At Scrum50, appreciation for employees involves ensuring they have a voice. “Our business model is based on challenging the status quo,” LeBeau says. In building the company in 2014, he and his co-founder envisioned a team of passionate individuals who carried strong beliefs that they would bring to each client’s business. “We created a flat, open, and safe environment where opinions could be shared and challenged with no repercussions.”
4. Give Teams Interesting and Meaningful Work
Employees want to know that their work is not just for a “job,” but is worthwhile and valuable, the Robert Half study finds.
“Employers can help foster a positive workplace culture by adding meaning to their jobs,” Domeyer says. “Assign individuals a variety of projects and make sure they understand how their contributions support your organization’s overall purpose.”
Organizations can emphasize meaningfulness by explaining how the work supports the company vision, but also by granting employees opportunities to apply meaning to their own roles. Let employees attend training during business hours or send them to industry conferences as a way to build a learning environment, Domeyer says. “Show your staff you are invested in their long-term career growth — invite guest speakers to present at team meetings,” she advises.
Many industry professionals would agree their companies don’t take enough creative risks, Domeyer notes. She suggests giving employees more than just work to do: give them meaningful things to accomplish. “Support smart risk-taking by assigning stretch projects and difficult problems to solve,” she says.
5. Develop a Sense of Fairness
Fairness has become paramount in recent years, and rightfully so. The smallest misstep in fairness can lead to an employee seeking a new opportunity at another company or even in another industry. Being upfront and transparent about pay and compensation is a good first step to ensure a sense of fairness in the workplace.
Similarly, it’s important for organizations to adopt policies that appeal to workers and fulfill their sense of what a company should do for its employees.
As the baby boomer generation continues to enter retirement, millennials have become the largest segment of the workforce. According to Domeyer, employers can attract and retain millennial workers by building a corporate culture that emphasizes ongoing professional development, something members of that generation have signaled is an important factor when considering a company as a potential employer. “Work-life balance is also a priority, and perks like flexible hours and remote work options can go a long way toward improving happiness levels,” she says.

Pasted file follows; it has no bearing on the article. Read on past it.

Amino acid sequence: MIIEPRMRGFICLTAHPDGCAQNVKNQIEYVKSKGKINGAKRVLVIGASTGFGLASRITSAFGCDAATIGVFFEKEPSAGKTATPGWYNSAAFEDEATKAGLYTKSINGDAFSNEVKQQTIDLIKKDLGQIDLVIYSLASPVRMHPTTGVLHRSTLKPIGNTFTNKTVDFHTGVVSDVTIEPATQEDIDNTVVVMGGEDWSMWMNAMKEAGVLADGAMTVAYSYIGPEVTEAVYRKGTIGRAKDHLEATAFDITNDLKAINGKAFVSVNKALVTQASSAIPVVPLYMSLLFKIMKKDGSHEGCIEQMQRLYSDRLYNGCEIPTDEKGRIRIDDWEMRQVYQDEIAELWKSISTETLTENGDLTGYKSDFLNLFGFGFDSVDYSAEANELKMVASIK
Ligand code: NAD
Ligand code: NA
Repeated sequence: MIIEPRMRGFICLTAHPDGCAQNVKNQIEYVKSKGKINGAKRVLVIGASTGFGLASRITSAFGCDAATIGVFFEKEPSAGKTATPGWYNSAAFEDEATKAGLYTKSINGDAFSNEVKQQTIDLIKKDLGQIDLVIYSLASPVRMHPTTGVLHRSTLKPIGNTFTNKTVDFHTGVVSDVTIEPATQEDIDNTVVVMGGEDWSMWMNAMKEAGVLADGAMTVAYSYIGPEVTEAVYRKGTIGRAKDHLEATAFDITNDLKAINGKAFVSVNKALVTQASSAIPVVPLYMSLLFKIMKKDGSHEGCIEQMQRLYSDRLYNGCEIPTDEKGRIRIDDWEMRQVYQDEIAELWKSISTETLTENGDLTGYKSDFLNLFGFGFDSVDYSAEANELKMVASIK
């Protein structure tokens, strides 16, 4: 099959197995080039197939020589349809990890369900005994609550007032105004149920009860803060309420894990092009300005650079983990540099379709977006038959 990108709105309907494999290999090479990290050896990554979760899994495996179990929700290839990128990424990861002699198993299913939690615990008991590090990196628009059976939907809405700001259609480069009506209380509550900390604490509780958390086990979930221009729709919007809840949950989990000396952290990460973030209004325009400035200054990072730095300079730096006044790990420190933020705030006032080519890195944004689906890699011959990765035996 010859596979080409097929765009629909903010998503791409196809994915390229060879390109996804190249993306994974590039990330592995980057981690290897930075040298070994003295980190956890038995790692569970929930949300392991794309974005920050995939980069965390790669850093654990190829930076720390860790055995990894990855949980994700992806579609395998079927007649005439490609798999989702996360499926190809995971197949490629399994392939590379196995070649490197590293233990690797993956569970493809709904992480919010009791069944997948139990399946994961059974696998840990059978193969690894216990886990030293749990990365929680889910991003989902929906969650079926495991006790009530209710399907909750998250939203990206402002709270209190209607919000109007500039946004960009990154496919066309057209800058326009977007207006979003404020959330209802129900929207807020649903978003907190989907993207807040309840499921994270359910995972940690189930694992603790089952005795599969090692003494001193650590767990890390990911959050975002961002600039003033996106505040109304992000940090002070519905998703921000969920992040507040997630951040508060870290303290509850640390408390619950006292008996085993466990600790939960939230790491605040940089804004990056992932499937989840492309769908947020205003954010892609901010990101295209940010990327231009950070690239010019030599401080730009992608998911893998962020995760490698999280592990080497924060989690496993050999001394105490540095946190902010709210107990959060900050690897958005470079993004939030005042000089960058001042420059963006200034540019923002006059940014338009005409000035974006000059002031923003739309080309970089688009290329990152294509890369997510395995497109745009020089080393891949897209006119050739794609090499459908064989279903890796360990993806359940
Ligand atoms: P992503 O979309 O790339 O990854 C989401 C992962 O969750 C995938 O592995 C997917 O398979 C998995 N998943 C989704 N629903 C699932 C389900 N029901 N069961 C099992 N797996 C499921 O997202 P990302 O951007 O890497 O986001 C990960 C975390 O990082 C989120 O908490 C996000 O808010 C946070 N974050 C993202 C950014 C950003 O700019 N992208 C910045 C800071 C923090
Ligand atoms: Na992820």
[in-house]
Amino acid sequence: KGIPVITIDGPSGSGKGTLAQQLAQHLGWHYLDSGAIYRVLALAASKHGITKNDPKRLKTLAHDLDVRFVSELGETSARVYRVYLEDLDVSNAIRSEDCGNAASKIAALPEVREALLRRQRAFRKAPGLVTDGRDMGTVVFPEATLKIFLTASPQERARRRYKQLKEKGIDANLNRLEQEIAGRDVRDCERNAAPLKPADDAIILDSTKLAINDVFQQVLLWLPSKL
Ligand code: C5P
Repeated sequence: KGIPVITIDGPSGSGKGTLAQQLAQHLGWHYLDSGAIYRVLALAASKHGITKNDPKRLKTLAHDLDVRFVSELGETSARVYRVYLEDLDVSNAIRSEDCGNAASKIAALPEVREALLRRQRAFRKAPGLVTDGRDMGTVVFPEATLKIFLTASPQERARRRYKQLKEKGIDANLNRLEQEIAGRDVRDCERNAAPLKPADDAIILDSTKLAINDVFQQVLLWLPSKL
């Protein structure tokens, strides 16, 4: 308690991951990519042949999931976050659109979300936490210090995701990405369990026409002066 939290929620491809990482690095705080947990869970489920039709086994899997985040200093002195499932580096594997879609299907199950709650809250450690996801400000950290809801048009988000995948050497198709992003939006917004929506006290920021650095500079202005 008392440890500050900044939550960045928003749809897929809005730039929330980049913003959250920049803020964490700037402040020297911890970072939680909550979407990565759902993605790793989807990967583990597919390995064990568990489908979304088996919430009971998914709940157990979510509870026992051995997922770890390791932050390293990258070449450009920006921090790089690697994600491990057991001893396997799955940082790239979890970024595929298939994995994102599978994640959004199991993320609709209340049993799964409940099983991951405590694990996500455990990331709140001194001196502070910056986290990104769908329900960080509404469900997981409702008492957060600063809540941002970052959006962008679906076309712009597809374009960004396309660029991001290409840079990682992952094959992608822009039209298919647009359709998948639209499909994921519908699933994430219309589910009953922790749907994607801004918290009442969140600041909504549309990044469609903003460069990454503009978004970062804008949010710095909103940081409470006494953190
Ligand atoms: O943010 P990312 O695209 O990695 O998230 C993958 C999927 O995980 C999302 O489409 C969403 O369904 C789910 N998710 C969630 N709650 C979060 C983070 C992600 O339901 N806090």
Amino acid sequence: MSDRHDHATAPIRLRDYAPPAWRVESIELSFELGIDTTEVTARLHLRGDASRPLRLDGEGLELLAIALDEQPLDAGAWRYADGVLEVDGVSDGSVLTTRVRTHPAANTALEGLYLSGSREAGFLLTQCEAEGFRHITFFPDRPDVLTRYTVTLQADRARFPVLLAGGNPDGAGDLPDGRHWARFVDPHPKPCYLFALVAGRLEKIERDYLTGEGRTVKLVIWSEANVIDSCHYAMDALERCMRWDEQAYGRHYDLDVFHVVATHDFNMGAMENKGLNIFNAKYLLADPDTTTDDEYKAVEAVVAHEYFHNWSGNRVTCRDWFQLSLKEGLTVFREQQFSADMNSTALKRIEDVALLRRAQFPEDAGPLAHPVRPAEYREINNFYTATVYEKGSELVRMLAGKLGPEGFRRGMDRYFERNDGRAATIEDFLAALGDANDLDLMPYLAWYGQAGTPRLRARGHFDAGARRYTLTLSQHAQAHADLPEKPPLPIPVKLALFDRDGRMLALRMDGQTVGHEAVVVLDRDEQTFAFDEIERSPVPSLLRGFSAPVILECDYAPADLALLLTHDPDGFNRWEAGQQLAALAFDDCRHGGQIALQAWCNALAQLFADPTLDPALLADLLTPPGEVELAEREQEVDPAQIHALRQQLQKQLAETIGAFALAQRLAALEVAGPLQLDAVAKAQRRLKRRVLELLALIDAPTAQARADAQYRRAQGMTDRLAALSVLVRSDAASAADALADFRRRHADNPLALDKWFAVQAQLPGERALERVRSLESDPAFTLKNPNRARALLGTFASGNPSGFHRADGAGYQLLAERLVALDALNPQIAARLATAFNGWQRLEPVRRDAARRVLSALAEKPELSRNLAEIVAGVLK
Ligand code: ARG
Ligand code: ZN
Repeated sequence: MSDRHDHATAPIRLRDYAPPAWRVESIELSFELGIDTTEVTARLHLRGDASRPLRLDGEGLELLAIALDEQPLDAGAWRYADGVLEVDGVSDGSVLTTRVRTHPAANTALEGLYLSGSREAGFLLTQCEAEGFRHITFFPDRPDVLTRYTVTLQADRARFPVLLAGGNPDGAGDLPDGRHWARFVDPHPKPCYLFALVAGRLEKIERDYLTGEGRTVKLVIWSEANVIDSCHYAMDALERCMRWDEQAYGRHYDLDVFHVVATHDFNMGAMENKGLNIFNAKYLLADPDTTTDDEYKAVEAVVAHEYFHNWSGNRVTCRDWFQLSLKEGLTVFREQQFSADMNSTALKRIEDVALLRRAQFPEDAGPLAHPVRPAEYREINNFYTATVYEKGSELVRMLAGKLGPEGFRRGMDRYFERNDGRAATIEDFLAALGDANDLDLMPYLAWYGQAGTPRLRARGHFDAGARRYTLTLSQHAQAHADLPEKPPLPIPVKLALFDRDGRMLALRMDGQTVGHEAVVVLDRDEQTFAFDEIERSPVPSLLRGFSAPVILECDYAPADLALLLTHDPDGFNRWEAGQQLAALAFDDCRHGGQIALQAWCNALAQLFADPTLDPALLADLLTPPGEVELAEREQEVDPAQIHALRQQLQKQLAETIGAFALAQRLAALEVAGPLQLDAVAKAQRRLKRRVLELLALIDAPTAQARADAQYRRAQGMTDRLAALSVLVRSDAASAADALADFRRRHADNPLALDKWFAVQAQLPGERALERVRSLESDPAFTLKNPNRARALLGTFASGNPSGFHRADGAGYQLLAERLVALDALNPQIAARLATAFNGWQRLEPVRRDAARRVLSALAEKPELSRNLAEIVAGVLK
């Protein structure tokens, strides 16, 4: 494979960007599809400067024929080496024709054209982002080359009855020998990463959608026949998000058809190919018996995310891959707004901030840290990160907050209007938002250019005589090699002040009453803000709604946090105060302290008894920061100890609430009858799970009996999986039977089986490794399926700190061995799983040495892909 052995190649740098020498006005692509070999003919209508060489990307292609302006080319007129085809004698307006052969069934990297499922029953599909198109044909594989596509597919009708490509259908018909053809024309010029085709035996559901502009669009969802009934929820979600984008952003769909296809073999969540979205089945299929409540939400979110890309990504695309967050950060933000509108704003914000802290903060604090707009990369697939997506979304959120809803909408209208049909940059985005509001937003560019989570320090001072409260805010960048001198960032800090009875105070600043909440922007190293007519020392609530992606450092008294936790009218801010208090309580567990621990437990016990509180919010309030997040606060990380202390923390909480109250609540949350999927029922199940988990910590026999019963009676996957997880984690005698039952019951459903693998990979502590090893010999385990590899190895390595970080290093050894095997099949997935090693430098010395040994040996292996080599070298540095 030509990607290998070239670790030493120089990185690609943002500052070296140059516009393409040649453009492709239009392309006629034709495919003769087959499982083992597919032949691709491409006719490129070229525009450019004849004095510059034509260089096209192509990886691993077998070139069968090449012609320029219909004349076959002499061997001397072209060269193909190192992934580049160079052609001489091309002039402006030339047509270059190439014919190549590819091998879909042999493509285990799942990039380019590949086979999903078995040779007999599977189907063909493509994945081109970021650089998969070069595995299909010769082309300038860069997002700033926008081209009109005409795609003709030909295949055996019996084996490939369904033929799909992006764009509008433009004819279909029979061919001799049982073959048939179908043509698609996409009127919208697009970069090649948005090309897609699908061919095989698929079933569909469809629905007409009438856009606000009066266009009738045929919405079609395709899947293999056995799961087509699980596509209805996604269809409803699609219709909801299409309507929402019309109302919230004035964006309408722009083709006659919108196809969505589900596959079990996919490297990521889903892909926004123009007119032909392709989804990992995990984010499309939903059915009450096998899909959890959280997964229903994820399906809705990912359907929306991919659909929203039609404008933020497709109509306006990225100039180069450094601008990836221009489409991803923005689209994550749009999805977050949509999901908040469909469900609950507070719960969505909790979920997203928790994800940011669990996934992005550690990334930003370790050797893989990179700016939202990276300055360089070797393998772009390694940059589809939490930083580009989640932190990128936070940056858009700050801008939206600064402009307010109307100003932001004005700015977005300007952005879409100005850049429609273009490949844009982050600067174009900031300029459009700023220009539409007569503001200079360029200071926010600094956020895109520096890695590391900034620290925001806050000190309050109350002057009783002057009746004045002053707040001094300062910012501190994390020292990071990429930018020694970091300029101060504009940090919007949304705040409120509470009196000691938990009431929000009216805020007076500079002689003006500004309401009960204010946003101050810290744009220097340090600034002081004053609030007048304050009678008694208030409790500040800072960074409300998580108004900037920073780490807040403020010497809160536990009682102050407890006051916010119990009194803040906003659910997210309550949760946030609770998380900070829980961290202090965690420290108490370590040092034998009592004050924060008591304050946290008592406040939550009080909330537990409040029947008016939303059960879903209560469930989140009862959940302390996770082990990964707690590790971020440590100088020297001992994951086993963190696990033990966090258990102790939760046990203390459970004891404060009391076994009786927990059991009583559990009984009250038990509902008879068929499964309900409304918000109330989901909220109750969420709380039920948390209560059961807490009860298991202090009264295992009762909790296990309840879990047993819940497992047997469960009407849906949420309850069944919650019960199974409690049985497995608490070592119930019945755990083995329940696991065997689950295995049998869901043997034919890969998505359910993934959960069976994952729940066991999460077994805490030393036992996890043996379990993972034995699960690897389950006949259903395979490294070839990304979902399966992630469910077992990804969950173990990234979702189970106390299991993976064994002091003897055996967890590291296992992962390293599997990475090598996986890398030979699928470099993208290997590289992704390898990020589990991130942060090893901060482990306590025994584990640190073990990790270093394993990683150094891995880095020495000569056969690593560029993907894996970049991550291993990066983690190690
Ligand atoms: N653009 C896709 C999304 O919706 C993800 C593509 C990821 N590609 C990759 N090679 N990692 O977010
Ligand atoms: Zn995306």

6. Foster Positive Workplace Relationships
Having a good team can truly hold a company together. Many companies are good at building camaraderie with their teams, but good relationships go beyond work-related tasks. “The marketing and creative industry also requires a lot of collaboration and interaction among colleagues,” Domeyer notes. “Our research shows that those who have good relationships with their co-workers are 2.5 times more likely to be happy on the job.”
Managers have the power to bring positivity to everyone on the team or teams, as well as forming relationships across teams. These crossed-over relationships can form a more interconnected company overall.
Ultimately, employers and employees both play a major part in workplace happiness. “Employers need to promote a positive organizational culture to attract and retain great people,” Domeyer says. “And employees need to be proactive about asking for what they need to be happy — if they feel stuck in their roles, they need to manage their careers and plan next steps.”
By Shondrika Cook